I’ve been cat-called and whistled at in languages I couldn’t even identify. My hair has been grabbed by a drunk bystander, and I’ve been groped on a plane by my seat neighbor. But at the end of the day, I was returning to America. I could leave.
Note: I am not Native nor can I speak of the first-hand experiences of Native Americans. The information I am sharing mainly comes from my education through a Native American Studies course and Native-authored sources. The colonization of Indigenous women has persisted even in the ‘post-colonial’ era. Specifically, colonialism promoted a shift from an egalitarianContinue reading “The colonisation of Indigenous women in the US”
This year marks the 50th anniversary of Earth Day, the Environmental Protection Agency, the National Environmental Policy Act, the Clean Air Act, the Clean Water Act, and the 100th anniversary of white women’s right to vote in the United States. With the anniversary of two historical movements colliding, a reflection on our progress is warranted.Continue reading “The Year of Mother Earth”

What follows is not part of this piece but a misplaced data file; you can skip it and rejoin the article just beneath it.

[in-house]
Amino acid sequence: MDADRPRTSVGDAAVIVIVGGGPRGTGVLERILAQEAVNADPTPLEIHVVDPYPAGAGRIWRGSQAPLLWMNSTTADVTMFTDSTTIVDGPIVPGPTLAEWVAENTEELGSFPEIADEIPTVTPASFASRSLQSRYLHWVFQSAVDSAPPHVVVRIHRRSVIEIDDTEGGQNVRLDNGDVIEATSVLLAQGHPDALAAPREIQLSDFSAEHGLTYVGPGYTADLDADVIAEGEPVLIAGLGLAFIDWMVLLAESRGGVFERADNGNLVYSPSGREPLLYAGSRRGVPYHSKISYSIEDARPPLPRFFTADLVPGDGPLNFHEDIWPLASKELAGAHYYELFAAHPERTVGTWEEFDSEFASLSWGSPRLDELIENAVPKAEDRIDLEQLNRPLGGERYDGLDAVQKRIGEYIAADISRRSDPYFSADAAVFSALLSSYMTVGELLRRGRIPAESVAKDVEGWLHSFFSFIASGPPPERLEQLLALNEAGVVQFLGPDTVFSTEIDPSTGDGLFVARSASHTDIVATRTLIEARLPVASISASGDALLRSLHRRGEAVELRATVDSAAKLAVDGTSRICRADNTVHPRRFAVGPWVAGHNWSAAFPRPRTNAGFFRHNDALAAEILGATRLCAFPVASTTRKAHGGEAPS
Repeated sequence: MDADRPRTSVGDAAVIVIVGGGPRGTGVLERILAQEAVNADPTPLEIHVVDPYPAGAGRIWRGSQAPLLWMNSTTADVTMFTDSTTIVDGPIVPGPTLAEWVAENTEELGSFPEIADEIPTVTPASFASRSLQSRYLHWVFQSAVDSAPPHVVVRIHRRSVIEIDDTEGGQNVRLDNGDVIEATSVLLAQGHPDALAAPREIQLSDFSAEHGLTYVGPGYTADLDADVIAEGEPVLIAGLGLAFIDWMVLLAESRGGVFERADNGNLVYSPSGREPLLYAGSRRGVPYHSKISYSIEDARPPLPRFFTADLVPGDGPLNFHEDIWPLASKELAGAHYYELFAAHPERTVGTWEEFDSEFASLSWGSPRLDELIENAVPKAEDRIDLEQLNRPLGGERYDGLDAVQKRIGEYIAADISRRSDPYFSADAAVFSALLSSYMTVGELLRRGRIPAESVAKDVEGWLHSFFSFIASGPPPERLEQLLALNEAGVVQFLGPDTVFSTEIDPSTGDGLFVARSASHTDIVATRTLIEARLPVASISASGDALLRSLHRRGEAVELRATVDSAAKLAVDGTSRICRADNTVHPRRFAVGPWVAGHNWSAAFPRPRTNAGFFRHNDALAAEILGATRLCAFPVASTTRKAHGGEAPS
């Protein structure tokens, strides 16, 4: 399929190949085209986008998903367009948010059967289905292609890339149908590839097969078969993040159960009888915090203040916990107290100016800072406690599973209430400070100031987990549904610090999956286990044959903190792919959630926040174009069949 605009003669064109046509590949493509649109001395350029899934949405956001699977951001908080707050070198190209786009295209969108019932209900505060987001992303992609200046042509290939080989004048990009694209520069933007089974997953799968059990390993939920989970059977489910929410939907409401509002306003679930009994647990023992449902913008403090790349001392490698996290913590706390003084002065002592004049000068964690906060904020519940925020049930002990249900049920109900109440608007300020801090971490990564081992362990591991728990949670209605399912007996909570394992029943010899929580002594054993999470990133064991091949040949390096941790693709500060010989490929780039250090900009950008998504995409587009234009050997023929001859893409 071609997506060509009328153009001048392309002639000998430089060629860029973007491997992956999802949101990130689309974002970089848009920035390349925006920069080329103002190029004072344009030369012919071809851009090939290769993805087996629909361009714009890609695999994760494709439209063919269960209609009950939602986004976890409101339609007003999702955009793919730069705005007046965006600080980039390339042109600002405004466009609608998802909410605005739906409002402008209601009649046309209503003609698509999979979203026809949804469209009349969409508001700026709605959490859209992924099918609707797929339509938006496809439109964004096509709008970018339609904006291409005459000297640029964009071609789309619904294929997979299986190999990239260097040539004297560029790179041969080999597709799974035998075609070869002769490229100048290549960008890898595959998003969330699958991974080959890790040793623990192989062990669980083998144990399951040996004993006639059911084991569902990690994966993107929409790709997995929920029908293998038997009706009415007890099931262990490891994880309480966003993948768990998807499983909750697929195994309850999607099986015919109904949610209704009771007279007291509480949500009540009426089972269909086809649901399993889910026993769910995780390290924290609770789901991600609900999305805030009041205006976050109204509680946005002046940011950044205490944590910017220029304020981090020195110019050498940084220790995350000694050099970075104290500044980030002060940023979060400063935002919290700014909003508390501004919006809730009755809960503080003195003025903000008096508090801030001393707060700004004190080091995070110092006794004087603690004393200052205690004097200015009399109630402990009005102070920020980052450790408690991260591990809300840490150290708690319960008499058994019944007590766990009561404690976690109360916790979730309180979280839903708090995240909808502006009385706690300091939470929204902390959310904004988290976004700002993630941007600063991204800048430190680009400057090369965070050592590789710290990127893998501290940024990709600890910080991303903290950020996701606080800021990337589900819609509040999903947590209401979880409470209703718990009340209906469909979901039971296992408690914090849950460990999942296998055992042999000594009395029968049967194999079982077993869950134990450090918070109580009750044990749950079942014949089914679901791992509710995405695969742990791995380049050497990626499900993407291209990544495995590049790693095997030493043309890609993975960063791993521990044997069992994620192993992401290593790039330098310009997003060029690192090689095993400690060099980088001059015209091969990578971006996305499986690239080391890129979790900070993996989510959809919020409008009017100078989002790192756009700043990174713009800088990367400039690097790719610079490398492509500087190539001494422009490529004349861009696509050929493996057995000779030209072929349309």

Gender inequality and hunger are very much interconnected both globally and regionally. Not only does hunger reduce school attendance more for girls than boys, but 60% of undernourished people are women or girls around the globe. Unfortunately, many women are excluded from participating in decisions regarding their communities’ agricultural policy and food production, consumption, and distribution systems,Continue reading “Gender & Food Sovereignty: Examples from Latin America”